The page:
Vet students learn about beef business
Veterinary students from James Cook University will gain first-hand experience in beef production as part of the Grazing Best Management Practice (BMP) program.
Grazing BMP is a voluntary, industry-led partnership between the Department of Agriculture and Fisheries (DAF), AgForce and Fitzroy Basin Association, which helps graziers identify practices that improve the long-term profitability and sustainability of their enterprise. It was first developed in Queensland in 2010.
DAF Grazing BMP Coordinator Jo Gangemi said 90 fifth year vet students would complete animal production modules from the program as part of their training.
“Grazing BMP is a voluntary assessment process designed to give beef producers the opportunity to look at best practice and to measure themselves against industry benchmarks,” said Ms Gangemi.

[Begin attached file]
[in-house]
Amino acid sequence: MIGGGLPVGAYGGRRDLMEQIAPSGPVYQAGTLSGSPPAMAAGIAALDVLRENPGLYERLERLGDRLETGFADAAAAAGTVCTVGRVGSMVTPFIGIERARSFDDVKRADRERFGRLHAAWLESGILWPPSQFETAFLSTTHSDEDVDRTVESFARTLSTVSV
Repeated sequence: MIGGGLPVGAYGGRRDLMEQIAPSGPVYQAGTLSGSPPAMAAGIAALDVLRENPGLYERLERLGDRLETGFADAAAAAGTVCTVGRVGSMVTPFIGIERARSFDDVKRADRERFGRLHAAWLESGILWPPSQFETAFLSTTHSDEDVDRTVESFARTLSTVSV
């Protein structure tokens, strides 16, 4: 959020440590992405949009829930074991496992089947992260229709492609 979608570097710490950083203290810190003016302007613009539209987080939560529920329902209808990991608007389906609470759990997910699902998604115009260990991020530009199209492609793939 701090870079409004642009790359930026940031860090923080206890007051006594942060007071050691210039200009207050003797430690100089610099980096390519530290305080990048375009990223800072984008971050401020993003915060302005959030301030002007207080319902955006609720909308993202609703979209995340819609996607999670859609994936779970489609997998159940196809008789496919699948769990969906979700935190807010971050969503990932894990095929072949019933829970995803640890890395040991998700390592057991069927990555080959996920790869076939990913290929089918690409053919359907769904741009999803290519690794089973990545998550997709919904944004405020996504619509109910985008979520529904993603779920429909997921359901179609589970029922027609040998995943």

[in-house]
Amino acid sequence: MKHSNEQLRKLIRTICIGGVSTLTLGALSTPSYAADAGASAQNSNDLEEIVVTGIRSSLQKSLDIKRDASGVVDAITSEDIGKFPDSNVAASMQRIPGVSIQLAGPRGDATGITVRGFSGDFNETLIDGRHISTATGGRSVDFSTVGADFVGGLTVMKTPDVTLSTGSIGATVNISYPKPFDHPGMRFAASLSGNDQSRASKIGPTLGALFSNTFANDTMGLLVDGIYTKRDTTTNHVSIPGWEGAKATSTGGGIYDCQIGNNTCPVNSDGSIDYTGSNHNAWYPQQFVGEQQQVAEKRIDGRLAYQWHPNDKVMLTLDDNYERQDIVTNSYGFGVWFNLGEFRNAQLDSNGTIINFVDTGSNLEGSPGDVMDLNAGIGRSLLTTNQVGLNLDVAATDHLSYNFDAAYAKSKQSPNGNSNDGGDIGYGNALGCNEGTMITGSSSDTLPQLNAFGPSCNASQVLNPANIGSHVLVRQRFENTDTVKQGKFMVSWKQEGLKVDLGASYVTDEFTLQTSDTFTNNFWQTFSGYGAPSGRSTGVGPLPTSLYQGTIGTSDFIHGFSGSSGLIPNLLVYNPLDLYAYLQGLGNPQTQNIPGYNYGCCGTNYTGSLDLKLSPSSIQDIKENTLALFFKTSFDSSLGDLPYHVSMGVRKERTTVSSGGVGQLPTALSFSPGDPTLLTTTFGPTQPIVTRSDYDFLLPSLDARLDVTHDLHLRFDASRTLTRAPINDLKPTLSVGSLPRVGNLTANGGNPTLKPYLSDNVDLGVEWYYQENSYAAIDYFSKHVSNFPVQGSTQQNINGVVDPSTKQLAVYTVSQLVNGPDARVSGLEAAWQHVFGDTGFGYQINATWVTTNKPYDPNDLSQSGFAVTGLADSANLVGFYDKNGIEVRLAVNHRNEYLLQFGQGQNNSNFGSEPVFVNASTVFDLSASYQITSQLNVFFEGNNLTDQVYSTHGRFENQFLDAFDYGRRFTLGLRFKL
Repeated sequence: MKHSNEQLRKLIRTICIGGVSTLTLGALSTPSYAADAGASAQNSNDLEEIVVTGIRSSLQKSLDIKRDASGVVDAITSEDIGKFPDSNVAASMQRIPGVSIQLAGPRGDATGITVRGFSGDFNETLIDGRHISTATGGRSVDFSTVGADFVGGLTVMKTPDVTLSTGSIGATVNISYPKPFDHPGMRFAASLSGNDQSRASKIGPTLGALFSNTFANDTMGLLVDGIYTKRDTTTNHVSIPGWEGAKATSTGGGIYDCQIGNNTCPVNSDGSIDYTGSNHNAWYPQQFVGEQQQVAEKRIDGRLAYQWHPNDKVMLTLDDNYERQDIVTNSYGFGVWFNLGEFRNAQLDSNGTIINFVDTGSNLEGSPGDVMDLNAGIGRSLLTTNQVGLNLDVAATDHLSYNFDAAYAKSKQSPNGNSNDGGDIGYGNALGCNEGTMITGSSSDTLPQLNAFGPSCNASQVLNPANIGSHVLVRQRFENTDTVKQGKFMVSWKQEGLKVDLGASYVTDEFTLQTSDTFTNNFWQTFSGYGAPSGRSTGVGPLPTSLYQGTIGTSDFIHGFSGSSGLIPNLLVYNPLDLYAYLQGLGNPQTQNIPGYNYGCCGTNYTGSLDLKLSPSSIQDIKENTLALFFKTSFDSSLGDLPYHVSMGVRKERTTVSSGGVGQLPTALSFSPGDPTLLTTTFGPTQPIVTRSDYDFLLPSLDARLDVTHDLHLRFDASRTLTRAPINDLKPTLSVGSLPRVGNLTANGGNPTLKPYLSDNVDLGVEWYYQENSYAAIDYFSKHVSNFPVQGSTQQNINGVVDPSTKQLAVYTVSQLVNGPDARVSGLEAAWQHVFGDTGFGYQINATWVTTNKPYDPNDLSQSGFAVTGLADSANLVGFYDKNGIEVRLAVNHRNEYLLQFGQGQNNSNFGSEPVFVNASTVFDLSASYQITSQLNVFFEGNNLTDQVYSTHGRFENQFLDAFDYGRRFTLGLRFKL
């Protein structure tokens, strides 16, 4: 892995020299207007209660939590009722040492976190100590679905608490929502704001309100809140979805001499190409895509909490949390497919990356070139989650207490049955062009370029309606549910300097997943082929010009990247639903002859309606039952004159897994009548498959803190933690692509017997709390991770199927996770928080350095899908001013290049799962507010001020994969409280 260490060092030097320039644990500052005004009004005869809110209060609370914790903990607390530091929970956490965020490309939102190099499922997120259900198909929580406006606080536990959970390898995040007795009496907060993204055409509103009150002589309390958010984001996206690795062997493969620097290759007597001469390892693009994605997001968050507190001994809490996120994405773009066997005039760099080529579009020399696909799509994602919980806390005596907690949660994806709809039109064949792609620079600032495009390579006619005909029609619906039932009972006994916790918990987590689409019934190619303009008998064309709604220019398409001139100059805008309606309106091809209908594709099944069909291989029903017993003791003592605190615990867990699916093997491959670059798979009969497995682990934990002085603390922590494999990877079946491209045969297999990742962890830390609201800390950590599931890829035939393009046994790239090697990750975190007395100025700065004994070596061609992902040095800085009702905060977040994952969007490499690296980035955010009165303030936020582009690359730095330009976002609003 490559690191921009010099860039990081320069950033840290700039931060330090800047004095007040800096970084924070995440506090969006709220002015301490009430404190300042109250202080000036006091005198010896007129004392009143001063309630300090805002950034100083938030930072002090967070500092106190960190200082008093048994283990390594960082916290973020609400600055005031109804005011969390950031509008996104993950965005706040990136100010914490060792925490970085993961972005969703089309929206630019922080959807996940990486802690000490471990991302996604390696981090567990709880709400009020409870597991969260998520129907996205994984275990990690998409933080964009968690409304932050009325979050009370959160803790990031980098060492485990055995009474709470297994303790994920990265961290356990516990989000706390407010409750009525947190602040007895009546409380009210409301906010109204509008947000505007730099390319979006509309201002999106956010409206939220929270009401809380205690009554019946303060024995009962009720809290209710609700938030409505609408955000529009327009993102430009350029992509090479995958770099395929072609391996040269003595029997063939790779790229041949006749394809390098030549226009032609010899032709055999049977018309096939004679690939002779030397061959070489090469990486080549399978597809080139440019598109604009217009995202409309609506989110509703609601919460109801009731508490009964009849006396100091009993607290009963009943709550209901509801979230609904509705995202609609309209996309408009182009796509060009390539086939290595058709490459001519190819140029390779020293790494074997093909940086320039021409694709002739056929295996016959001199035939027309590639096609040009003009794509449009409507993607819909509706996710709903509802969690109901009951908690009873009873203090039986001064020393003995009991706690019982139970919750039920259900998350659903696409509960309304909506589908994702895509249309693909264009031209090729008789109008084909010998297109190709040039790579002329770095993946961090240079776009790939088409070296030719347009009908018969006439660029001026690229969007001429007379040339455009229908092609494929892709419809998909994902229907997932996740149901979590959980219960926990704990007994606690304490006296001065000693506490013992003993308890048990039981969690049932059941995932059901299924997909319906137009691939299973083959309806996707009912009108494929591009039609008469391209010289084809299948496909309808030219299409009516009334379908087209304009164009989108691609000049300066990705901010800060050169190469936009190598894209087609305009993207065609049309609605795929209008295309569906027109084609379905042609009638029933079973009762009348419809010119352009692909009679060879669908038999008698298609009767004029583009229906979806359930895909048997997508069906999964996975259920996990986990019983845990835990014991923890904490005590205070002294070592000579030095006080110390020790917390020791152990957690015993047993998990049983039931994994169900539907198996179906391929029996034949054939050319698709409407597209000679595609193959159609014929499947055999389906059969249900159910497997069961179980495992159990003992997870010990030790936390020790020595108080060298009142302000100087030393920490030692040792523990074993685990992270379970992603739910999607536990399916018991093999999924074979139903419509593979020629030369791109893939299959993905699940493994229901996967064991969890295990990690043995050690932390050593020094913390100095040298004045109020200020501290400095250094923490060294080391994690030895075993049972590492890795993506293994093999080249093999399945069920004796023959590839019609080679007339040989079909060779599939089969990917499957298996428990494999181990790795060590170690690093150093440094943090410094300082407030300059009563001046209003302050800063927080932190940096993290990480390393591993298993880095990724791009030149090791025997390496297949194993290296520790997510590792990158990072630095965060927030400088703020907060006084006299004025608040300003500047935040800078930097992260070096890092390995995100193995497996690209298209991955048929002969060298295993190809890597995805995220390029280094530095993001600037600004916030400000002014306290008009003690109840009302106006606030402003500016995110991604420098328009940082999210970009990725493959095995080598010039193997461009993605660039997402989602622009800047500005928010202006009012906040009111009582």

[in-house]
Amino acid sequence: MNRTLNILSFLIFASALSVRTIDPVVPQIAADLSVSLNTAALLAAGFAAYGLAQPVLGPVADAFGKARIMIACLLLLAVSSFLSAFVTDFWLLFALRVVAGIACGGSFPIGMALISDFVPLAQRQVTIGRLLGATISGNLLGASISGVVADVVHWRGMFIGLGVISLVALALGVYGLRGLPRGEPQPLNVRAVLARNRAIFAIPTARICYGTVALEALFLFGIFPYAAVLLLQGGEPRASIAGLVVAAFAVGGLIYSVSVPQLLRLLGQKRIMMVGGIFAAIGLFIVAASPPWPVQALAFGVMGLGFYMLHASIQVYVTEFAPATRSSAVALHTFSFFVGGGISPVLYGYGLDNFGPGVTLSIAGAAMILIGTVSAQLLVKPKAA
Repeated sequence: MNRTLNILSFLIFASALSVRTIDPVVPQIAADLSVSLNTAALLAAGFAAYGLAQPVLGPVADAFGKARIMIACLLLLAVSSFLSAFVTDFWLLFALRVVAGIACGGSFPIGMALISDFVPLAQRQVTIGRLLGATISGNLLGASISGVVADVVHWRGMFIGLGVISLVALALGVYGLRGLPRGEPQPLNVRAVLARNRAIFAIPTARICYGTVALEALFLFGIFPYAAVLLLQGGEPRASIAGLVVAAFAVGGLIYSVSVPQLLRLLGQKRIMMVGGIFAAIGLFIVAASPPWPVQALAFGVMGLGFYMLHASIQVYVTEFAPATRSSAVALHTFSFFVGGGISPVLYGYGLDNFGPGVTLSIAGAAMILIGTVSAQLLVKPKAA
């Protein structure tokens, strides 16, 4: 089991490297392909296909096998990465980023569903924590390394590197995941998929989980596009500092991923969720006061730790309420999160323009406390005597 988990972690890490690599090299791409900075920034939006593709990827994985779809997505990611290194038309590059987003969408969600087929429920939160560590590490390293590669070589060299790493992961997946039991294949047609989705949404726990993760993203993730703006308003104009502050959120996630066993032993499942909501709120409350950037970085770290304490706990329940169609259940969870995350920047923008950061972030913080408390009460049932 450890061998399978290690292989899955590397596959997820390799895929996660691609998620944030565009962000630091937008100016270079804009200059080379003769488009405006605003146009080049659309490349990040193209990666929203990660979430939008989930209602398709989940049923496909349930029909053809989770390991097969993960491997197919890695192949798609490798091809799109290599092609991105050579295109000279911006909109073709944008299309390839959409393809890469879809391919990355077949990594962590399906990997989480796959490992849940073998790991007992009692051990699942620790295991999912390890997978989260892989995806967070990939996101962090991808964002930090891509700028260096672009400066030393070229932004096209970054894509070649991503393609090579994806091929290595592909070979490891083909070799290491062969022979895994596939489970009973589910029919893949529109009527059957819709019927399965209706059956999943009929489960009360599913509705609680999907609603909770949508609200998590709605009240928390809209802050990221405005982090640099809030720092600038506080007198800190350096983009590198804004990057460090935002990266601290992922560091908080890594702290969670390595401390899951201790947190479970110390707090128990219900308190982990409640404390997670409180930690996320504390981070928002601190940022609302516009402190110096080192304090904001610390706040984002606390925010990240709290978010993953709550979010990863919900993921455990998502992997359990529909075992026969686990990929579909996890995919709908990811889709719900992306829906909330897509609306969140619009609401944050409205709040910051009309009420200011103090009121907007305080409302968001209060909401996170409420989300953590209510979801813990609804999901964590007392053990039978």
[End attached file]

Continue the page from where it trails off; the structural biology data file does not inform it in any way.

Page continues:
“By taking part in this program, JCU vet students will gain a better understanding of the issues that graziers face and where their advice can best fit into an extensive beef production business model.
“It’s important that future vets consider the measures that producers can take that won’t increase the costs of production and that are viable on a large scale. We are very pleased to be involved with the students and helping them to look at animal health more holistically.”
JCU course coordinator Dr Sarah-Jane Wilson said JCU had developed a new beef program for final year students to enable them to look at beef production from the producer perspective.
“This will allow students to think about their role as a vet and where they can influence or drive practice change to improve the productivity of the enterprise,” Dr Wilson said.
“The students need to consider animal health from an enterprise production view, rather than just from a health or medicine view, therefore bringing the whole system into an integrated mindset.
“By taking part in Grazing BMP, students will be better acquainted with the elements of a beef production system from a producer/practical perspective – and better still, it’s an opportunity for the students to better understand the interactions of the components of a production system that need to be integrated to improve productivity.”